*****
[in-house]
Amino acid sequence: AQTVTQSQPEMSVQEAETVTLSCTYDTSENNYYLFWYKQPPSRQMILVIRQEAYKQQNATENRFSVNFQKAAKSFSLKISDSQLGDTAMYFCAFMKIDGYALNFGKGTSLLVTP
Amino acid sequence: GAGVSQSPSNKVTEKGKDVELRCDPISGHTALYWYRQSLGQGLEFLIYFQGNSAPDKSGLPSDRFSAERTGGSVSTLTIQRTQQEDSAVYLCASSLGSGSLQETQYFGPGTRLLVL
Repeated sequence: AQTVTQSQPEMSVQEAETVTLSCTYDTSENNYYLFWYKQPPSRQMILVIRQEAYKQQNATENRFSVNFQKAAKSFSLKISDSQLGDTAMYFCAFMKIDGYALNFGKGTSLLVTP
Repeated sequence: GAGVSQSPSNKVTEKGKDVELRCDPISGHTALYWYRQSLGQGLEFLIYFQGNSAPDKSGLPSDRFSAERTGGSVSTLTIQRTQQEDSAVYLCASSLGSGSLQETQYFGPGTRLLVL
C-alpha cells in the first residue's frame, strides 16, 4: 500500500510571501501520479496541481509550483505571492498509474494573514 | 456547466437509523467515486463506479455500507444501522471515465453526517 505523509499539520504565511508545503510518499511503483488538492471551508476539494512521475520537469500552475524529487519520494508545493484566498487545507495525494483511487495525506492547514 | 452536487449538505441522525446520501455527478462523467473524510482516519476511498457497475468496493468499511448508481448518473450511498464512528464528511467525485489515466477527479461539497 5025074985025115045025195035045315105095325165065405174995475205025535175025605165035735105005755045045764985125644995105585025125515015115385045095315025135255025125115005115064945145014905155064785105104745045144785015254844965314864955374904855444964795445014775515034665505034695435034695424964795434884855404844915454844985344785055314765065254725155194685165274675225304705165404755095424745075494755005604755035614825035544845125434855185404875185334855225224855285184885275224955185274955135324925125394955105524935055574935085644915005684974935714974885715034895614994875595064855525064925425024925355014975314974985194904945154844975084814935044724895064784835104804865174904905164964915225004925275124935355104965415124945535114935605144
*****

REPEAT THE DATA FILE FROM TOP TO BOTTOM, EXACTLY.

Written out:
[in-house]
Amino acid sequence: AQTVTQSQPEMSVQEAETVTLSCTYDTSENNYYLFWYKQPPSRQMILVIRQEAYKQQNATENRFSVNFQKAAKSFSLKISDSQLGDTAMYFCAFMKIDGYALNFGKGTSLLVTP
Amino acid sequence: GAGVSQSPSNKVTEKGKDVELRCDPISGHTALYWYRQSLGQGLEFLIYFQGNSAPDKSGLPSDRFSAERTGGSVSTLTIQRTQQEDSAVYLCASSLGSGSLQETQYFGPGTRLLVL
Repeated sequence: AQTVTQSQPEMSVQEAETVTLSCTYDTSENNYYLFWYKQPPSRQMILVIRQEAYKQQNATENRFSVNFQKAAKSFSLKISDSQLGDTAMYFCAFMKIDGYALNFGKGTSLLVTP
Repeated sequence: GAGVSQSPSNKVTEKGKDVELRCDPISGHTALYWYRQSLGQGLEFLIYFQGNSAPDKSGLPSDRFSAERTGGSVSTLTIQRTQQEDSAVYLCASSLGSGSLQETQYFGPGTRLLVL
C-alpha cells in the first residue's frame, strides 16, 4: 500500500510571501501520479496541481509550483505571492498509474494573514 | 456547466437509523467515486463506479455500507444501522471515465453526517 505523509499539520504565511508545503510518499511503483488538492471551508476539494512521475520537469500552475524529487519520494508545493484566498487545507495525494483511487495525506492547514 | 452536487449538505441522525446520501455527478462523467473524510482516519476511498457497475468496493468499511448508481448518473450511498464512528464528511467525485489515466477527479461539497 5025074985025115045025195035045315105095325165065405174995475205025535175025605165035735105005755045045764985125644995105585025125515015115385045095315025135255025125115005115064945145014905155064785105104745045144785015254844965314864955374904855444964795445014775515034665505034695435034695424964795434884855404844915454844985344785055314765065254725155194685165274675225304705165404755095424745075494755005604755035614825035544845125434855185404875185334855225224855285184885275224955185274955135324925125394955105524935055574935085644915005684974935714974885715034895614994875595064855525064925425024925355014975314974985194904945154844975084814935044724895064784835104804865174904905164964915225004925275124935355104965415124945535114935605144